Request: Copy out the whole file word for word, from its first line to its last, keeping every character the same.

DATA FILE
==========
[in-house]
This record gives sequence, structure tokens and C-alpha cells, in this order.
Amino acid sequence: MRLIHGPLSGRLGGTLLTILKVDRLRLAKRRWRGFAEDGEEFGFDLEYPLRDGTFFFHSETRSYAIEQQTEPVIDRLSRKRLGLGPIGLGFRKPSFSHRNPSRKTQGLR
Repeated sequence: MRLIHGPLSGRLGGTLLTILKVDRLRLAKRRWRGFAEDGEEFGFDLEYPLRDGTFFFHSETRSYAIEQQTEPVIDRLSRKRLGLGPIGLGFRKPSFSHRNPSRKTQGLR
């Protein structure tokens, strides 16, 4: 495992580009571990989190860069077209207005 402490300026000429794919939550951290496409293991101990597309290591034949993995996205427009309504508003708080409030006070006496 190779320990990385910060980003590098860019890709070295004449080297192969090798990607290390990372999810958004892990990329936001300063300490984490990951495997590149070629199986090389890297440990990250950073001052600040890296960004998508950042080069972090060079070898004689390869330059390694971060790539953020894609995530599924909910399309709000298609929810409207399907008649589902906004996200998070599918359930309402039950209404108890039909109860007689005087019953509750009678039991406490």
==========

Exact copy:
[in-house]
This record gives sequence, structure tokens and C-alpha cells, in this order.
Amino acid sequence: MRLIHGPLSGRLGGTLLTILKVDRLRLAKRRWRGFAEDGEEFGFDLEYPLRDGTFFFHSETRSYAIEQQTEPVIDRLSRKRLGLGPIGLGFRKPSFSHRNPSRKTQGLR
Repeated sequence: MRLIHGPLSGRLGGTLLTILKVDRLRLAKRRWRGFAEDGEEFGFDLEYPLRDGTFFFHSETRSYAIEQQTEPVIDRLSRKRLGLGPIGLGFRKPSFSHRNPSRKTQGLR
């Protein structure tokens, strides 16, 4: 495992580009571990989190860069077209207005 402490300026000429794919939550951290496409293991101990597309290591034949993995996205427009309504508003708080409030006070006496 190779320990990385910060980003590098860019890709070295004449080297192969090798990607290390990372999810958004892990990329936001300063300490984490990951495997590149070629199986090389890297440990990250950073001052600040890296960004998508950042080069972090060079070898004689390869330059390694971060790539953020894609995530599924909910399309709000298609929810409207399907008649589902906004996200998070599918359930309402039950209404108890039909109860007689005087019953509750009678039991406490």